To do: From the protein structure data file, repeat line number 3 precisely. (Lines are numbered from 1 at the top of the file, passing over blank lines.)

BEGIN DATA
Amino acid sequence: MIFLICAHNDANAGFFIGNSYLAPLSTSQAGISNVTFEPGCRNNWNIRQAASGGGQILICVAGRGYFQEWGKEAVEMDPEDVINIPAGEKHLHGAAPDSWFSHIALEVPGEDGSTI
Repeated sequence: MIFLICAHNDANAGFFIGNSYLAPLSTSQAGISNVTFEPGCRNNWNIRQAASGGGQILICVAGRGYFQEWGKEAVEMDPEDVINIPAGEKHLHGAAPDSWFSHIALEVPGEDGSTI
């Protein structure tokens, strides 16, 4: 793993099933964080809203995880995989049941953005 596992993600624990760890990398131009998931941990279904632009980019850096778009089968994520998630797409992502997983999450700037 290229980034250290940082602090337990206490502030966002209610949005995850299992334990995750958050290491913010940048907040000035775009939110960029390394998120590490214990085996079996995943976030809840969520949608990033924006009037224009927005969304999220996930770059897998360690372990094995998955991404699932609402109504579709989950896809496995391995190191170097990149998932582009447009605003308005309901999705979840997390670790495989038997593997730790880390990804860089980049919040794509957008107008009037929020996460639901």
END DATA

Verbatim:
């Protein structure tokens, strides 16, 4: 793993099933964080809203995880995989049941953005 596992993600624990760890990398131009998931941990279904632009980019850096778009089968994520998630797409992502997983999450700037 290229980034250290940082602090337990206490502030966002209610949005995850299992334990995750958050290491913010940048907040000035775009939110960029390394998120590490214990085996079996995943976030809840969520949608990033924006009037224009927005969304999220996930770059897998360690372990094995998955991404699932609402109504579709989950896809496995391995190191170097990149998932582009447009605003308005309901999705979840997390670790495989038997593997730790880390990804860089980049919040794509957008107008009037929020996460639901």